July 1, 2013 5:46 pm

Bank On It, Rose Lipman Building, London – review

Theatre-Rites’ clever little show introduces children to the basics of economics
Theatre-Rites' 'Bank On It'©Patrick Baldwin

Theatre-Rites' 'Bank On It'

Judging by the financial woes all around us, it is never too early to get to grips with economics – so into the fray step Theatre-Rites with a show aimed at children as young as five. It won’t quite prime any pint-sized person to be the next governor of the Bank of England – at least not immediately – but it is a witty, charming and thoughtful little piece of theatre.

It starts with the all-too-adult scenario of frustration at the ATM. We gather in the foyer of the Rose Lipman Building, designed to look like the outside of a bank, where a man approaches to use the “hole in the wall”. The machine bleeps and blinks and refuses to issue any cash. So far, so normal. But then it produces a note telling us to “Go Away”. The bank doors too are firmly locked. Our man, and assorted other customers, begin to panic. How are they to get hold of their money? Then they spot the bank manager, creeping furtively through a side-door. Customers and audience chase after him, forming an instant angry crowd.

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Theatre-Rites specialise in creating innovative work for children, and this show (part of the Beyond Barbican season) is a judicious mix of dramatised scenarios, promenade and installation. Inside the bank we meet a petulant talking filing cabinet (confirming, as we have always suspected, that such objects have a mind of their own) and a creepy animated adding machine, both of which help to spell out the message that there is no money left. After a quick lesson about economic prudence – that if the money going in is less than the money going out there may be trouble ahead – the piece broadens out to apply the same logic to the earth’s resources.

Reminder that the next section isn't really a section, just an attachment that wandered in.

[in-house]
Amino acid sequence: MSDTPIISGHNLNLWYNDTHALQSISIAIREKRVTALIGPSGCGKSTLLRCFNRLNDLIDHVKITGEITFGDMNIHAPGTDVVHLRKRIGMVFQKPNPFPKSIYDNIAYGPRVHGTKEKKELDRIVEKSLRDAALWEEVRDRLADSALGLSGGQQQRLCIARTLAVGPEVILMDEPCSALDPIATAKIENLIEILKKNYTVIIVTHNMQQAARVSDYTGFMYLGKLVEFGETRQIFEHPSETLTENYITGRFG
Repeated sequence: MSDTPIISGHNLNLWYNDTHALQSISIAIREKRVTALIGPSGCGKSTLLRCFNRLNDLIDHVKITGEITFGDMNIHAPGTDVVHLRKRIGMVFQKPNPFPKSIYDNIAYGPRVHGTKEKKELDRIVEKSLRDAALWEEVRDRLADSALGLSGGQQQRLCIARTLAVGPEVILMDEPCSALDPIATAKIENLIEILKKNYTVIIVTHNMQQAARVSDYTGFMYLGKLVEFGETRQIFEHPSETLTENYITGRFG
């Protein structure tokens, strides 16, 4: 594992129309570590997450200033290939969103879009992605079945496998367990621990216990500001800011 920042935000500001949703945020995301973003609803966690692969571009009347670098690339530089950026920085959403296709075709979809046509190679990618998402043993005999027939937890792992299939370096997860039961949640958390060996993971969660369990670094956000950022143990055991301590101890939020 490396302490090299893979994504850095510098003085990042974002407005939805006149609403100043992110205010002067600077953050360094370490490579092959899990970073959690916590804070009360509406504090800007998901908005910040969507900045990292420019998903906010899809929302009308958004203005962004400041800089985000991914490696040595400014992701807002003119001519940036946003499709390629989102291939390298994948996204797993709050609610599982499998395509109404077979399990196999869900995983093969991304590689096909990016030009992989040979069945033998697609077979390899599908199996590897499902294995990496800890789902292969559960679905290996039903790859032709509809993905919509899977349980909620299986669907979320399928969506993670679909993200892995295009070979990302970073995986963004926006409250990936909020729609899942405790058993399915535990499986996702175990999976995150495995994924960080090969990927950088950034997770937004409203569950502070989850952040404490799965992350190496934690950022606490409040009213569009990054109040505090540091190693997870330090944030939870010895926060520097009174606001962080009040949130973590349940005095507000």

Attempts to crack the code of the bank safe finally result in us gaining admission. But rather than gold ingots, what we find inside are cleverly thought-out, interactive installations on environmental issues. Directed by Sue Buckmaster and engagingly performed by the cast, this is an astute, often beautiful show. The finale, which deploys the simple pleasure of throwing pennies into a wishing pool to get everyone to consider what they really value most, is unexpectedly lovely. Children may not emerge completely au fait with fiscal policy, but as they grow up they may think twice before maxing out their credit cards or upgrading their mobile phones.


www.theatre-rites.co.uk
www.barbican.org.uk

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